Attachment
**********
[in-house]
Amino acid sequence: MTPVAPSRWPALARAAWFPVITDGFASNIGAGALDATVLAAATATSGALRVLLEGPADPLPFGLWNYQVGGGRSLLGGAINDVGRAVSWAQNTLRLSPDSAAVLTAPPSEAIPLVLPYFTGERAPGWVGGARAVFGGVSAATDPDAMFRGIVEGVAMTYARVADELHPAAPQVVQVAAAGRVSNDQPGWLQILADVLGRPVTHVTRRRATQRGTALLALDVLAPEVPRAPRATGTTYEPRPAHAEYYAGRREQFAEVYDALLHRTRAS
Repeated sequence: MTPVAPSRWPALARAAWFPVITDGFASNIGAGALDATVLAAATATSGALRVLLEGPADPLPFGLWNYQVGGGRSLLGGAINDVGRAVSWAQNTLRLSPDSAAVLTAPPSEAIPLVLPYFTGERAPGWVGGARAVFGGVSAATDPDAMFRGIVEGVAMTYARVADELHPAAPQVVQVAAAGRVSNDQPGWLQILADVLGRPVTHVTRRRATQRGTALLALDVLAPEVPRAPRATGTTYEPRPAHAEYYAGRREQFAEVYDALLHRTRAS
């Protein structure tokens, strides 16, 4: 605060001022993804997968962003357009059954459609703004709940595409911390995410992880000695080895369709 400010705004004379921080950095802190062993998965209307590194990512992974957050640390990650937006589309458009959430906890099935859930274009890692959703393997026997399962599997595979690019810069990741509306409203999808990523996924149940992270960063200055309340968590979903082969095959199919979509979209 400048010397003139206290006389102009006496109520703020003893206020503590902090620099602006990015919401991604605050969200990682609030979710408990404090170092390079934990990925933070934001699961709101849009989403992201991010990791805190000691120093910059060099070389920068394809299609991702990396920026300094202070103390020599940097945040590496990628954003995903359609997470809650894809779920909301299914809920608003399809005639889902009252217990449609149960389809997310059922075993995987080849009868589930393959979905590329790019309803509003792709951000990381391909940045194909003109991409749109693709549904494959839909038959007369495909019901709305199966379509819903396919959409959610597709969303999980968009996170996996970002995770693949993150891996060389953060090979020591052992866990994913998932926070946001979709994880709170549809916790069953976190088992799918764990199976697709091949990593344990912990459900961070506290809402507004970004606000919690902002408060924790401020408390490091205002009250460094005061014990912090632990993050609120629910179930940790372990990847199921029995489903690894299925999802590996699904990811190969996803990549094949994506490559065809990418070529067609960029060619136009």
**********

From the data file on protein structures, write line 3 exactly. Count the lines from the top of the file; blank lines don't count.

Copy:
Repeated sequence: MTPVAPSRWPALARAAWFPVITDGFASNIGAGALDATVLAAATATSGALRVLLEGPADPLPFGLWNYQVGGGRSLLGGAINDVGRAVSWAQNTLRLSPDSAAVLTAPPSEAIPLVLPYFTGERAPGWVGGARAVFGGVSAATDPDAMFRGIVEGVAMTYARVADELHPAAPQVVQVAAAGRVSNDQPGWLQILADVLGRPVTHVTRRRATQRGTALLALDVLAPEVPRAPRATGTTYEPRPAHAEYYAGRREQFAEVYDALLHRTRAS